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The cover of the state bear safety brochure. Information on bear safety can be found by clicking here.

A month to the day after 44-year-old Alaskan Michael Soltis was found to have been killed be a grizzly bear in a suburb just north of Alaska’s largest city, the Alaska Department of Fish and Game has written its own story describing what it believed happened.

This is the way the media world has come to work these days. Government officials write the news when they decide they are ready to write the news; and supposed journalists rewrite what they’re fed. You can read the Fish and Game story in its entirety below.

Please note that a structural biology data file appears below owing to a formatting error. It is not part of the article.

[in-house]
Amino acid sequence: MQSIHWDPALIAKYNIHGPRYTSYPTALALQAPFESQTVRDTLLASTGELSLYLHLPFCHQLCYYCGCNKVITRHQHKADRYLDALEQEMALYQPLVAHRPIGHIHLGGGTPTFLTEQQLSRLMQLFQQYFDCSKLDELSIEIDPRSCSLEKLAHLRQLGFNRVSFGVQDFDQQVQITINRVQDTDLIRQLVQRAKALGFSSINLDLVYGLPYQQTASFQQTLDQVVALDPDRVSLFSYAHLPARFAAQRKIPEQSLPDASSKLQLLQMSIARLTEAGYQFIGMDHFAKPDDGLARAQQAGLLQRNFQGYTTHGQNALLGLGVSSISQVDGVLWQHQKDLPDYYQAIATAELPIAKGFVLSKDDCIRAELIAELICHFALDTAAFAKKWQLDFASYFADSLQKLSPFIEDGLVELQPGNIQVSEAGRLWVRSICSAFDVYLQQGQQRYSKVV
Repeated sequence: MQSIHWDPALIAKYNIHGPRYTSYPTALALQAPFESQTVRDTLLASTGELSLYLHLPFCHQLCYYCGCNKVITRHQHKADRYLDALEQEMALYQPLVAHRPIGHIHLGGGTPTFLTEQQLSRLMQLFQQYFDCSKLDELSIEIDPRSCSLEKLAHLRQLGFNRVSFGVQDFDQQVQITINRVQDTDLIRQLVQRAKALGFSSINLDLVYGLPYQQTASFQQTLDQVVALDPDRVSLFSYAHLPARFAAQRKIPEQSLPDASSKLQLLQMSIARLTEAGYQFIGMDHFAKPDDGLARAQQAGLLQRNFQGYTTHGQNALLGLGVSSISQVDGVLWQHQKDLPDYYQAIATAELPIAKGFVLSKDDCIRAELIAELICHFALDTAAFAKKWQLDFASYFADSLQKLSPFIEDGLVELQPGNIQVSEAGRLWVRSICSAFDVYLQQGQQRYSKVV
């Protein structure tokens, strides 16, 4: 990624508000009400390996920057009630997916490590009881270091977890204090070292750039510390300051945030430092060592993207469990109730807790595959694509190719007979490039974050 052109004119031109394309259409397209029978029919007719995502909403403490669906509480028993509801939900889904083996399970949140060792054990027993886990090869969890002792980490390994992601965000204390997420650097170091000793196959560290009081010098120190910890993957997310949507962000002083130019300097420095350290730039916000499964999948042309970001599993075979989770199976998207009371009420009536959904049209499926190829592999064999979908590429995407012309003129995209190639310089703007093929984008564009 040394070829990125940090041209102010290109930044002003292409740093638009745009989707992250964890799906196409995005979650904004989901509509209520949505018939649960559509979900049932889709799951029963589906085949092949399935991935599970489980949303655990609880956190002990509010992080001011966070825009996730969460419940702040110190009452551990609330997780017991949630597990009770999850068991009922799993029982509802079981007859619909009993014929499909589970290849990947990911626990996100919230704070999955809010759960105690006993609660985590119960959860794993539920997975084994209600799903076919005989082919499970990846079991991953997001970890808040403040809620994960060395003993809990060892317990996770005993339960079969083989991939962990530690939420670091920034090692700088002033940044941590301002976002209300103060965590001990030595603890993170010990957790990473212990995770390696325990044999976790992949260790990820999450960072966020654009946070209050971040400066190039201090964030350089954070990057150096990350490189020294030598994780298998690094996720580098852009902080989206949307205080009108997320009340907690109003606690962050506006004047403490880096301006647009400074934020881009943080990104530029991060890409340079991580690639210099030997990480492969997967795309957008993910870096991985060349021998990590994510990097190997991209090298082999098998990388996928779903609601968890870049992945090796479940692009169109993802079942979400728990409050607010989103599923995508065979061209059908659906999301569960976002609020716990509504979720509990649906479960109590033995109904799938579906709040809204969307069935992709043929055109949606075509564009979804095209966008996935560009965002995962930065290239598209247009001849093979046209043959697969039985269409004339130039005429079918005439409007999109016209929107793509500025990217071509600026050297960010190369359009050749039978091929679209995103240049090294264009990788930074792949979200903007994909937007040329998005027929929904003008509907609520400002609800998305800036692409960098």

The crux of it is this:

  • After four weeks of saying the agency couldn’t tell whether Soltis was the victim of what is classified as a “predatory bear attack,” the agency has revealed the remains of his body were found buried in a bear cache – a mound of dirt and debris a predatory bear piles up to protect what it views as food.
  • And an attack that injured 51-year-old Paul Vasquez, one of many people searching for Hiland Road resident Soltis, took place within 10- to 20-yards of the cache. Grizzlies are notoriously defensive of caches.

After being mauled, Vasquez was saved by friends accompanying him on the search. Bear experts agree the best protection against grizzlies is to travel in groups, band together if confronted by a bear, and act aggressively to drive it off.